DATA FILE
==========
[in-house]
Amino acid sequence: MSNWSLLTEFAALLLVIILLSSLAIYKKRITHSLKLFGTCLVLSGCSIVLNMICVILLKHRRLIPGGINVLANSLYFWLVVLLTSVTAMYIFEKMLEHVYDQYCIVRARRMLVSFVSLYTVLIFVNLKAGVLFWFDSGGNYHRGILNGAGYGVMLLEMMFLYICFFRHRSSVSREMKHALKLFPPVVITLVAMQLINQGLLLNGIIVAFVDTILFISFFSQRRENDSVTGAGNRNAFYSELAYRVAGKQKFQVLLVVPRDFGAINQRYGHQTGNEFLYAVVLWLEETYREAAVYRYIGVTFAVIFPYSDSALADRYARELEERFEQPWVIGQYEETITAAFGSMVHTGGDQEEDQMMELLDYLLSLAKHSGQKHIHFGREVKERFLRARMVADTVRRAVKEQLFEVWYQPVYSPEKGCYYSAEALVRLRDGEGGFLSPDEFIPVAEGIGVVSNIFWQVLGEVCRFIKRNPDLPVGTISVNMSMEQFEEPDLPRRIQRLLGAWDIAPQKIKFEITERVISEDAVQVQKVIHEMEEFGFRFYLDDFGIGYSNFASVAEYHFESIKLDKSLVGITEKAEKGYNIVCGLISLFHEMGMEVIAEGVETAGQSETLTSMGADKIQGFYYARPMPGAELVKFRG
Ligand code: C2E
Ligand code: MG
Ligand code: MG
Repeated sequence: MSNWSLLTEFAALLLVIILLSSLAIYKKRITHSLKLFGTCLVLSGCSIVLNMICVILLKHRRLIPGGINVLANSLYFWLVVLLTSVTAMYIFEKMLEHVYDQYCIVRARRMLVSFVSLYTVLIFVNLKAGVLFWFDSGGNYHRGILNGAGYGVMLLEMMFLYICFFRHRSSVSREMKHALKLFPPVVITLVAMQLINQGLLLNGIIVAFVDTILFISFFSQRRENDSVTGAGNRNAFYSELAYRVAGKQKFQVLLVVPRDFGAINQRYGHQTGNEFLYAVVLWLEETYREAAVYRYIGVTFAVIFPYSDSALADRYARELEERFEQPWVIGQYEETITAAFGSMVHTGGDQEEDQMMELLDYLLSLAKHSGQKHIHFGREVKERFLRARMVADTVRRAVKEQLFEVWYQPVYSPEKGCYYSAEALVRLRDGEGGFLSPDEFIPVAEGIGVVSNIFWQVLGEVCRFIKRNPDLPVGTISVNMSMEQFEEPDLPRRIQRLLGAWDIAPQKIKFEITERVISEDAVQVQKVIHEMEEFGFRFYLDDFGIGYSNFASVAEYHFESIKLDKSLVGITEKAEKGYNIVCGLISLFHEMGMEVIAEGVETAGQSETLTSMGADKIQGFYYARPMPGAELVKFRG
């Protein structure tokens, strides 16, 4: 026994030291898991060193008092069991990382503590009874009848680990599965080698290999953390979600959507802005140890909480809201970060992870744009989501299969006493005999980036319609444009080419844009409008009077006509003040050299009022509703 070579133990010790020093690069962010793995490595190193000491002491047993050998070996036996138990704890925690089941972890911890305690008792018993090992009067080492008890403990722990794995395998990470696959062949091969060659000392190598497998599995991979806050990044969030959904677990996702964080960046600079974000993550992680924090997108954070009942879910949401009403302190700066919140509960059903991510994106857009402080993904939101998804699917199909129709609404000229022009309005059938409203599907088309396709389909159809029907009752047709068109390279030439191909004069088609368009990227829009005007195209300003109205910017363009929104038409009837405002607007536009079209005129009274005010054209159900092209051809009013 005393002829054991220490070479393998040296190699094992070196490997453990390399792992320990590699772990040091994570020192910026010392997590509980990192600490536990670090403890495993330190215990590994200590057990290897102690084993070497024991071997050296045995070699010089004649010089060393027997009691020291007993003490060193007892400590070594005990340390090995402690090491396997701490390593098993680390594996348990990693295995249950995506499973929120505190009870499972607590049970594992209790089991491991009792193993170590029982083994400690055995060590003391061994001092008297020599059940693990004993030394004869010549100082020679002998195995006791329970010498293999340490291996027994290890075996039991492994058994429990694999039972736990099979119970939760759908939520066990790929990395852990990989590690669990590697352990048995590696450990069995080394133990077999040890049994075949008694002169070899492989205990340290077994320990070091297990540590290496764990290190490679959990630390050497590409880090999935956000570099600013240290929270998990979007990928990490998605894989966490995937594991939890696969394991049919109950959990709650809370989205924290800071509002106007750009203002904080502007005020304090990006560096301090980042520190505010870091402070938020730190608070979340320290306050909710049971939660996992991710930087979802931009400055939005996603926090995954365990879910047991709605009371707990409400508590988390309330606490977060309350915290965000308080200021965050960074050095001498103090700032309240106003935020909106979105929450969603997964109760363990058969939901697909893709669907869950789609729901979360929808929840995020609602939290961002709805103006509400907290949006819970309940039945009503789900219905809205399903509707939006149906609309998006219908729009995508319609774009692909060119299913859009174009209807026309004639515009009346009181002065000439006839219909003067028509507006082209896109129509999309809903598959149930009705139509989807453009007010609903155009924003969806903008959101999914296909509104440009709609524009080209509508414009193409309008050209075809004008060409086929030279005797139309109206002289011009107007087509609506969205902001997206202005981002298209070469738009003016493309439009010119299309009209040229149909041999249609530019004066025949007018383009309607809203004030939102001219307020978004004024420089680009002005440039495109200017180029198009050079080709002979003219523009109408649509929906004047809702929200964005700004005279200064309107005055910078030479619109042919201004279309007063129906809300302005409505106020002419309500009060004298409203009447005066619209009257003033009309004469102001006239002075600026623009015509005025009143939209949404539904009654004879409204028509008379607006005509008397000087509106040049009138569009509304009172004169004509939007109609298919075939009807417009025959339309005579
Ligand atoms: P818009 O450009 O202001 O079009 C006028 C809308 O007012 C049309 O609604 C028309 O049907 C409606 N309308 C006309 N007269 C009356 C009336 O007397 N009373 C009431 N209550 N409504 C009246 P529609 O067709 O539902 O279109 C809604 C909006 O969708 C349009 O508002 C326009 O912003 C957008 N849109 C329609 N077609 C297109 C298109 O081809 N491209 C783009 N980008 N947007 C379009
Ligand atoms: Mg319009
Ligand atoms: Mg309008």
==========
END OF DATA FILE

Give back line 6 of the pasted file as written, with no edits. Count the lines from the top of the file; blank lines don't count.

Repeated sequence: MSNWSLLTEFAALLLVIILLSSLAIYKKRITHSLKLFGTCLVLSGCSIVLNMICVILLKHRRLIPGGINVLANSLYFWLVVLLTSVTAMYIFEKMLEHVYDQYCIVRARRMLVSFVSLYTVLIFVNLKAGVLFWFDSGGNYHRGILNGAGYGVMLLEMMFLYICFFRHRSSVSREMKHALKLFPPVVITLVAMQLINQGLLLNGIIVAFVDTILFISFFSQRRENDSVTGAGNRNAFYSELAYRVAGKQKFQVLLVVPRDFGAINQRYGHQTGNEFLYAVVLWLEETYREAAVYRYIGVTFAVIFPYSDSALADRYARELEERFEQPWVIGQYEETITAAFGSMVHTGGDQEEDQMMELLDYLLSLAKHSGQKHIHFGREVKERFLRARMVADTVRRAVKEQLFEVWYQPVYSPEKGCYYSAEALVRLRDGEGGFLSPDEFIPVAEGIGVVSNIFWQVLGEVCRFIKRNPDLPVGTISVNMSMEQFEEPDLPRRIQRLLGAWDIAPQKIKFEITERVISEDAVQVQKVIHEMEEFGFRFYLDDFGIGYSNFASVAEYHFESIKLDKSLVGITEKAEKGYNIVCGLISLFHEMGMEVIAEGVETAGQSETLTSMGADKIQGFYYARPMPGAELVKFRG